Alexa Weik von Mossner (RCC / University of Fribourg):

Ecological Risk and Emotional Engagement in The Age of Stupid: A Cognitive Approach

Cognitive approaches are particularly helpful in thinking about ecological risk. Climate change docs play important role in ‘imagining and staging world risk’ (Beck). Damasio, Ledoux et al. Paul Slovic et al (in ‘Perception of risk’): analytic reasoning requires emotion & affect. Risk = anticipated catastrophe (Beck). Climate change docs face the difficulty of having to portray something that hasn’t happened yet. Franny Armstrong’s “The Age of Stupid”: unusual framing device of a SF futuristic (fictional) scenario to present the future’s past, i.e. the contemporary (documentary) present – which troubles our relationship to the present. When we watch docs, we realize what we see has consequences and calls on us to respond in real world. “Age of Stupid” in pre-screenings did not engage audiences, so she added cartoons, fictional frame narrative (direct addresss to viewer), and fictional ecological space – which puts it in world of SF, but is connected back to doc footage. Film makes no distinction between fictional and real footage – a successful mixture, powerful hybridity that mixes the reality of docs with the address of fictional SF futurism.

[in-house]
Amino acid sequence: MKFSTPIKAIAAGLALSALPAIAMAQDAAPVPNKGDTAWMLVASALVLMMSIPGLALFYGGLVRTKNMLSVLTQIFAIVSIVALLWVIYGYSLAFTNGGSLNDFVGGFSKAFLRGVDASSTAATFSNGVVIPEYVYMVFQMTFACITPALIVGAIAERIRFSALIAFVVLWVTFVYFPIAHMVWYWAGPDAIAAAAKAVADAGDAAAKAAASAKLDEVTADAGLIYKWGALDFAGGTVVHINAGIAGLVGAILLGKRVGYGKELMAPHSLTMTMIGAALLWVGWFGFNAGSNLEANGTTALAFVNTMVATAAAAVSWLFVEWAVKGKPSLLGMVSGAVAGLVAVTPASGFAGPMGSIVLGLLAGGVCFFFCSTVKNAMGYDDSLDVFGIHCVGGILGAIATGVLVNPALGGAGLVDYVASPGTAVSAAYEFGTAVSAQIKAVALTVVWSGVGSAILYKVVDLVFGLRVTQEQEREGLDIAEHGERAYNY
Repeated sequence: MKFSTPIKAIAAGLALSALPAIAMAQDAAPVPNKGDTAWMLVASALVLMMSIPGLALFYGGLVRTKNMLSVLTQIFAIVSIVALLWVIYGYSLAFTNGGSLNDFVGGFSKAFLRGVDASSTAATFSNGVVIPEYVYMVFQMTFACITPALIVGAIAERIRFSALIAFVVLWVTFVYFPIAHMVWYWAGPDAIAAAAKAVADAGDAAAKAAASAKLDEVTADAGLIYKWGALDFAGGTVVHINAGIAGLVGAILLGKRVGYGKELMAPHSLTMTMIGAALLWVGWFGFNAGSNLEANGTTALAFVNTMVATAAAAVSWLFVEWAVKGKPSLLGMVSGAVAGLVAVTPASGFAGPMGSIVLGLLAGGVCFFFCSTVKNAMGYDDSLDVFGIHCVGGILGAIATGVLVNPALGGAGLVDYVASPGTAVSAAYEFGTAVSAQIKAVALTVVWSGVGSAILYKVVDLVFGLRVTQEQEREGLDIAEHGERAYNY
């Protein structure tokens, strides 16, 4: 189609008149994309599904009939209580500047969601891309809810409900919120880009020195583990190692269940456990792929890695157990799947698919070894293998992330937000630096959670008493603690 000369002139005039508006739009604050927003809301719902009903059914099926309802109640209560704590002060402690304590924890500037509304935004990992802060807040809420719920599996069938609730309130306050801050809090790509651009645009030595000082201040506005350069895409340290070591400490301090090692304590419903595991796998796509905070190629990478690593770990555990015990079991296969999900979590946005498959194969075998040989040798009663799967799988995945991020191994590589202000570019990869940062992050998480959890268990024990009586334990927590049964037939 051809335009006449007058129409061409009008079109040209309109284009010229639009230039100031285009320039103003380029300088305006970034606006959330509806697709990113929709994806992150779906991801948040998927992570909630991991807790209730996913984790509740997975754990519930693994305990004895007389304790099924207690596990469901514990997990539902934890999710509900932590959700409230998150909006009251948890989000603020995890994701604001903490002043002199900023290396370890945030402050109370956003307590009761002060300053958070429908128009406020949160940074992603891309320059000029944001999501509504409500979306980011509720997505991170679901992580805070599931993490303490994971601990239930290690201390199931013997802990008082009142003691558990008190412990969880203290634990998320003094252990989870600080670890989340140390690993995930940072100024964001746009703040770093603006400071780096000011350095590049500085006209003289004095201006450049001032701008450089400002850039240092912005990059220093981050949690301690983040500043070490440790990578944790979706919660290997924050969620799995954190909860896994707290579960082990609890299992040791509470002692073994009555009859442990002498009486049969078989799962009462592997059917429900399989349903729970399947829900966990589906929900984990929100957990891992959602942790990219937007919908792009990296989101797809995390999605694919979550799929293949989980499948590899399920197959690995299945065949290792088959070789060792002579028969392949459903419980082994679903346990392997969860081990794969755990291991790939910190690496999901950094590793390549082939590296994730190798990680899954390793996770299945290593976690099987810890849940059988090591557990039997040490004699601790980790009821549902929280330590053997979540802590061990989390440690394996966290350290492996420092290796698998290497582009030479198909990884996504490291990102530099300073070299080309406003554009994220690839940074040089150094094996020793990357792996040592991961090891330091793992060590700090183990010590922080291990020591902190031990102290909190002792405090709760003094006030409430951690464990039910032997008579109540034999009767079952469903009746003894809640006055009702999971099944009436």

Discussion: Compare with Fast Food Nation, also a hybrid film (fictional film of a non-fiction book) where the characters intersect (whereas in Age of Stupid they don’t – it’s a network film that doesn’t draw the kinds of connections that FFN does). Compare with The Corporation. Global vs local documentaries – env/eco psych literature @ the disconnect between global CC frames and people’s ability to make local sense of them. Effect of CC scenarios changes as you keep seeing them, audiences get tired of them. Armstrong wanted this to be THE CC documentary; has been critiqued for heavy-handed polemic, apocalypticism (though it has comic relief).